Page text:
"It was kinda like a slow, rolling nightmare. Like a nightmare that you can't wake up from," Donovan said.
Blood tests were performed by state investigators looking into PFAS contamination between 2020 and 2021 on hundreds of residents in New Hanover and Brunswick counties in the Cape Fear region.
The tests showed almost all had levels of 44 different PFAS chemicals in their bodies.
The median blood level for PFAS chemicals in residents of New Hanover and Brunswick counties was 6 parts per trillion -- far above the national average.
In nearby Cumberland County, Carolyn McDonald, a lifelong area resident, is convinced PFAS contamination has contributed to her health problems.
She used to love the taste of well water straight from the ground. But when she heard the groundwater was contaminated, she began to worry.
"I've been drinkin' groundwater from the well all my life," she said.
Now, McDonald, and her family, who live in the Fayetteville, North Caroline, area, buy bottled water twice a month.
June 5 will mark five years since she began kidney dialysis treatment. She wakes up at 3 a.m., three times a week, to travel about 30 miles to her dialysis center.
McDonald said she was shocked when she was diagnosed with kidney disease.
While impossible to prove PFAS was the cause of McDonald's illness, research studies say there is a significant association between PFAS contamination and kidney disease.
McDonald says she also has nephews, a niece, brothers and friends who also lived in the area and drank the well water - and also suffer from kidney-related problems.
When she learned the contaminated groundwater could be a contributing factor for kidney disease, she says it all made sense.
"All these illnesses, all (of) us ... drinkin' the water. There's gotta be a connection between the illness and the water," she said.
The Environmental Protection Agency, responsible for monitoring PFAS contamination across the U.S., released an initial plan in October 2021 to address the problem and develop a national testing strategy.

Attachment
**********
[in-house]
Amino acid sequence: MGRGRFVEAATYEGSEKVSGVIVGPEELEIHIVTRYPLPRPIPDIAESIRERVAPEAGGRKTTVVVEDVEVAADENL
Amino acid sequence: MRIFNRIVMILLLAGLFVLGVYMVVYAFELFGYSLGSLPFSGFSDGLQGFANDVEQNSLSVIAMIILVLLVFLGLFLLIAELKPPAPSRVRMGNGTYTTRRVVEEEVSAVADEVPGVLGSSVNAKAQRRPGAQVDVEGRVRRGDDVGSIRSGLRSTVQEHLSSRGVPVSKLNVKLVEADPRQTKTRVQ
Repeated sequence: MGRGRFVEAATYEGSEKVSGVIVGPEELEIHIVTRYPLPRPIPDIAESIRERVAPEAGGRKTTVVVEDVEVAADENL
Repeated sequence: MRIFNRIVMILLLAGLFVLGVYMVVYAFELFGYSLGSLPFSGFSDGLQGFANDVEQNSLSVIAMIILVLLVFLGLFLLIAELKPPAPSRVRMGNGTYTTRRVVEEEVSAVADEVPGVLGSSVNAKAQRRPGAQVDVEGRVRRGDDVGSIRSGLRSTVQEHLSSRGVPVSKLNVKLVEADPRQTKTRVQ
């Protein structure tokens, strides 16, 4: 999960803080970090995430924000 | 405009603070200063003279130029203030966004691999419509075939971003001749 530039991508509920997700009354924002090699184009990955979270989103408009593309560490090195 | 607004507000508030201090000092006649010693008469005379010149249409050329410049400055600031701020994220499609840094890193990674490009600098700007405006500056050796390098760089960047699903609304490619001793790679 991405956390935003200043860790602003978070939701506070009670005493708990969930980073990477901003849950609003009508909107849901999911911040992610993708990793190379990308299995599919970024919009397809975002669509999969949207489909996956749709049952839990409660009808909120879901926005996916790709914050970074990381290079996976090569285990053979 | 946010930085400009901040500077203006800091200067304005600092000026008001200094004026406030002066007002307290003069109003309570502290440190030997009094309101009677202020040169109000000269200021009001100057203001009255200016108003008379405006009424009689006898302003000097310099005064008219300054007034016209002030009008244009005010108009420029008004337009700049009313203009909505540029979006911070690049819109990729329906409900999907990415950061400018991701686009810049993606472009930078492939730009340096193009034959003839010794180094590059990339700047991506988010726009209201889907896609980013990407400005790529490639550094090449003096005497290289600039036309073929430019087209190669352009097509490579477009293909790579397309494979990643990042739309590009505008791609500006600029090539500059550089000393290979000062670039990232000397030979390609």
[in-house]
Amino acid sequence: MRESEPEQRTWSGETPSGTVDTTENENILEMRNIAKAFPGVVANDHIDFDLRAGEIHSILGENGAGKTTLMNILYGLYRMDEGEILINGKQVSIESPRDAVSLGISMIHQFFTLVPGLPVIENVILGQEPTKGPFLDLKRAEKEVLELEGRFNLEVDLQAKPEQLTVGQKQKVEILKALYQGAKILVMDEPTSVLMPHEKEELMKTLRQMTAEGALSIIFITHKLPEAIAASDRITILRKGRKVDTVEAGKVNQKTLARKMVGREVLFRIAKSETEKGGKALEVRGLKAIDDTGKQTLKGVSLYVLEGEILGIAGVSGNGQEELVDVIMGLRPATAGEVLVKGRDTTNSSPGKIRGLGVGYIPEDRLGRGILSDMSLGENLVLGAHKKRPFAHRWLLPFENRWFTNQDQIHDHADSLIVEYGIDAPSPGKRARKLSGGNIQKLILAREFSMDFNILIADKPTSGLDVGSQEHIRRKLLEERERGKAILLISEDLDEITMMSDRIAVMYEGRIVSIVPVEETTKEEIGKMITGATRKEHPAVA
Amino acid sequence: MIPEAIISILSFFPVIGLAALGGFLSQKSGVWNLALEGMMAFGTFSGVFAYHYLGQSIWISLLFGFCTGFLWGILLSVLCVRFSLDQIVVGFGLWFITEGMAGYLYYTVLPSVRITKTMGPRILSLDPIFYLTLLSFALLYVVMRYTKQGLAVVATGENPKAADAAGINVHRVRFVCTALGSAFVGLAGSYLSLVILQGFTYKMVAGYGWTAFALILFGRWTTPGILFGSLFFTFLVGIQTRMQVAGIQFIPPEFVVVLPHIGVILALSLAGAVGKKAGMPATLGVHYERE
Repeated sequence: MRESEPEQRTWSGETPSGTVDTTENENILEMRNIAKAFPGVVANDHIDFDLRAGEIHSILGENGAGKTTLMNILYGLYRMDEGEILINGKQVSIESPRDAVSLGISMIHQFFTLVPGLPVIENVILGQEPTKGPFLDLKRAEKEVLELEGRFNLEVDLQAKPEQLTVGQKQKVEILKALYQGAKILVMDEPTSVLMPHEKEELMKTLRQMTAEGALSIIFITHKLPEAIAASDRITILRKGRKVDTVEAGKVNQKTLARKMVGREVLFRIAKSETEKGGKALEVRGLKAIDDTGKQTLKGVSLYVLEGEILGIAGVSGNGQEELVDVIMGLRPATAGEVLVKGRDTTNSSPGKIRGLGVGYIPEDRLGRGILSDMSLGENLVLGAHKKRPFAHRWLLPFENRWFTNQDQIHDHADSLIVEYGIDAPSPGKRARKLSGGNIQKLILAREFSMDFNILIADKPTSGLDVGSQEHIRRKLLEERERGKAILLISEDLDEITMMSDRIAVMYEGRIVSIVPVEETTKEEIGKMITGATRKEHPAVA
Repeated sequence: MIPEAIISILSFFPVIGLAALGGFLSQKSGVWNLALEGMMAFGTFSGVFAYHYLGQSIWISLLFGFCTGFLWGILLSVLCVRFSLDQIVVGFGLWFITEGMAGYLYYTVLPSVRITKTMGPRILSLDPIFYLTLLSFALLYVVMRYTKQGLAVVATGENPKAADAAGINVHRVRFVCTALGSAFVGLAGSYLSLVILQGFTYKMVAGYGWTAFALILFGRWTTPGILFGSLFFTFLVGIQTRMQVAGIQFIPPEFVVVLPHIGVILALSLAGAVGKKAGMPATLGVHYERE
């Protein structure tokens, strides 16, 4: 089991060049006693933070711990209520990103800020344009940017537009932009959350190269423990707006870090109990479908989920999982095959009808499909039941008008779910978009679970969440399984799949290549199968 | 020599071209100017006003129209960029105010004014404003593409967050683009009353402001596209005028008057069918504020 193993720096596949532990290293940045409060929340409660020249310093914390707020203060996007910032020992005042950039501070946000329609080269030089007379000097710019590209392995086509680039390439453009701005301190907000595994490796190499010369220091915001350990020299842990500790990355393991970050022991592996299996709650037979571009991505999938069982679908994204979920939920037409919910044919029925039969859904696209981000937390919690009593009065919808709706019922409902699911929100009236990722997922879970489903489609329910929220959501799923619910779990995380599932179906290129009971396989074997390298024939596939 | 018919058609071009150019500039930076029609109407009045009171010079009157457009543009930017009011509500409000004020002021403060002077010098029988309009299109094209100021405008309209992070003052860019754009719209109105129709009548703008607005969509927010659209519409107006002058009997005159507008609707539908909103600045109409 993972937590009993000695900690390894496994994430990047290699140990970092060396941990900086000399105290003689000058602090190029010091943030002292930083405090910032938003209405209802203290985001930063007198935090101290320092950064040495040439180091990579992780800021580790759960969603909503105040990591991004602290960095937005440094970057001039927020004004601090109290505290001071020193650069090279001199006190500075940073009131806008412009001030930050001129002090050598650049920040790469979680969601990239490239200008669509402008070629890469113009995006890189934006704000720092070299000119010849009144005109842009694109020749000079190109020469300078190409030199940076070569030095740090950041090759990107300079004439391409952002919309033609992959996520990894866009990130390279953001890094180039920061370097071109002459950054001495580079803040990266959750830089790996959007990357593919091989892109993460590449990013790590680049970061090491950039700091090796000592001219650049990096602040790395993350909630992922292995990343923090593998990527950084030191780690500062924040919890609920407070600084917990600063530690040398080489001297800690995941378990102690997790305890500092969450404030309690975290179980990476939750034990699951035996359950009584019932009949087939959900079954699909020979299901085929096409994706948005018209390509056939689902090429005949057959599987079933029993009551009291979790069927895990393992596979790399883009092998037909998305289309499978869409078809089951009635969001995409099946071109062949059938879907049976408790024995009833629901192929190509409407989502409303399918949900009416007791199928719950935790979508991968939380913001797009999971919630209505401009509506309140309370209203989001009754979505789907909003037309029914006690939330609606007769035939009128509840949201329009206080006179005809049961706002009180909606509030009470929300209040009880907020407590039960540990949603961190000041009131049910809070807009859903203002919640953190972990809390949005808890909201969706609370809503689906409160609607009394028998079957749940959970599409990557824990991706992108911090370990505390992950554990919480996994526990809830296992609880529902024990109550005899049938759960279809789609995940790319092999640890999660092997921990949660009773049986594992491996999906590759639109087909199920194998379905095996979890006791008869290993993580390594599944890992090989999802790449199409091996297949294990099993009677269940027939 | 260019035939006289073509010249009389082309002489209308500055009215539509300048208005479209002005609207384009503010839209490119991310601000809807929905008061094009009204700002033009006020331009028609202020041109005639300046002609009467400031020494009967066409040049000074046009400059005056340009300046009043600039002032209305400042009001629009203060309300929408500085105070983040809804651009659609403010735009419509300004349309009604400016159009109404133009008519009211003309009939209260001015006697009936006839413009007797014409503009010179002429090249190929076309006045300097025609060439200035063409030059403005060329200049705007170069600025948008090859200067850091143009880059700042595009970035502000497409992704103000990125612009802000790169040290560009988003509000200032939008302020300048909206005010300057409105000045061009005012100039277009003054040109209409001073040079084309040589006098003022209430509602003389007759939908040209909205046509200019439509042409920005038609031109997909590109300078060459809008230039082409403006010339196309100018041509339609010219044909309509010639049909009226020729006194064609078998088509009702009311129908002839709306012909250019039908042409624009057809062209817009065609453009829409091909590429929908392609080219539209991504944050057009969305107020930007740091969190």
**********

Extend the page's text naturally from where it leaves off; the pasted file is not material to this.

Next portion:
This past March, the EPA proposed the first federal limits on six forever chemicals in drinking water. The proposal includes setting a limit of 4 parts per trillion, the lowest level that can be accurately measured, for two types of PFAS chemicals called PFOA and PFOS.
EPA Administrator Michael Regan said his strategy is to "hold corporate polluters accountable and work towards regulations that make it very clear what is safe and what is not safe."
ABC News investigative producer Evan Simon contributed to this story.
More about 'Our America: Trouble on Tap'
"Our America: Trouble on Tap" is a three-part documentary series that looks at how environmental pollution, climate change and aging infrastructure are gradually eroding the ability for more and more communities across the United States to have access to free and potable drinking water. Over the last few decades, the safe and available drinking water that many Americans have taken for granted is now at risk. ABC Owned Television Stations, in partnership with ABC News and National Geographic, will take viewers across America to examine this emerging crisis and offer solutions along the way.
The second episode, "Chicago's $8 Billion Water Problem," will premiere in July and examines lead pipes and water infrastructure in Chicago. More than 30 years after lead was banned as a plumbing material by the federal government, lead-based pipes are still carrying water to millions of homes across America, including Chicago which has one of the highest concentrations of lead pipes in the country. With an estimated 400,000 lead pipes delivering water to Chicago-area residents, "It's an $8 billion problem," according to Andrea Cheng, Chicago's water department commissioner. This episode examines the key issues of water infrastructure to explore whether bills such as Senator Cory Booker's Water Infrastructure Funding Act and others will help alleviate some of the financial strain on communities and truly help solve the many issues hitting residents, often in communities that are predominantly Black, Latino and Indigenous.
The third episode, "Drilling into California's Water Crisis," will premiere in August and focuses on the effects of drought in California. In late November 2022, the U.S. Drought Monitor showed that nearly 85 percent of California was in severe drought conditions or higher. While the current drought conditions have changed, due to recent winter 2023 precipitation, California continues to experience water emergencies throughout the state as resources continue to vary, based on current conditions. This episode takes viewers to Orosi, California, to check in with a family whose water supply from the state is set to expire in four months. What will happen to the water they use to drink, cook and bathe with California Gov. Gavin Newsom's plan around water resilience and retention will be examined; and the process of subsidence, the gradual caving in or sinking of an area of land, will also be explored, including the process as it relates to water and the effects it can have on land.
Watch "Our America: Trouble On Tap" wherever you stream: Fire TV, Android TV, Apple TV and Roku beginning April 21.